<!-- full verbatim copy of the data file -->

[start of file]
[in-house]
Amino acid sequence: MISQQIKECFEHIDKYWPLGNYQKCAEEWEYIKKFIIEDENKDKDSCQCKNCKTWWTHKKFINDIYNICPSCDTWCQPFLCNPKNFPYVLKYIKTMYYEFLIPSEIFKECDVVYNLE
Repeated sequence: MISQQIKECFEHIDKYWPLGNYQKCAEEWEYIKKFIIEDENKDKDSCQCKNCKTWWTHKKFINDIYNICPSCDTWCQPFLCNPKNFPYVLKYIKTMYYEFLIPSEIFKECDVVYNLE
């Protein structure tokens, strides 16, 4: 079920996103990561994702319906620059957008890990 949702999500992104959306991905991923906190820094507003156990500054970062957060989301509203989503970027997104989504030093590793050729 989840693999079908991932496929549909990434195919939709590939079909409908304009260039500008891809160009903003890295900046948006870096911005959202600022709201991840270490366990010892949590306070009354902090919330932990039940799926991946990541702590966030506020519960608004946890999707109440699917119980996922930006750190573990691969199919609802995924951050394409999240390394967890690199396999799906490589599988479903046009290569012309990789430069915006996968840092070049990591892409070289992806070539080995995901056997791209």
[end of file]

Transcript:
[in-house]
Amino acid sequence: MISQQIKECFEHIDKYWPLGNYQKCAEEWEYIKKFIIEDENKDKDSCQCKNCKTWWTHKKFINDIYNICPSCDTWCQPFLCNPKNFPYVLKYIKTMYYEFLIPSEIFKECDVVYNLE
Repeated sequence: MISQQIKECFEHIDKYWPLGNYQKCAEEWEYIKKFIIEDENKDKDSCQCKNCKTWWTHKKFINDIYNICPSCDTWCQPFLCNPKNFPYVLKYIKTMYYEFLIPSEIFKECDVVYNLE
């Protein structure tokens, strides 16, 4: 079920996103990561994702319906620059957008890990 949702999500992104959306991905991923906190820094507003156990500054970062957060989301509203989503970027997104989504030093590793050729 989840693999079908991932496929549909990434195919939709590939079909409908304009260039500008891809160009903003890295900046948006870096911005959202600022709201991840270490366990010892949590306070009354902090919330932990039940799926991946990541702590966030506020519960608004946890999707109440699917119980996922930006750190573990691969199919609802995924951050394409999240390394967890690199396999799906490589599988479903046009290569012309990789430069915006996968840092070049990591892409070289992806070539080995995901056997791209």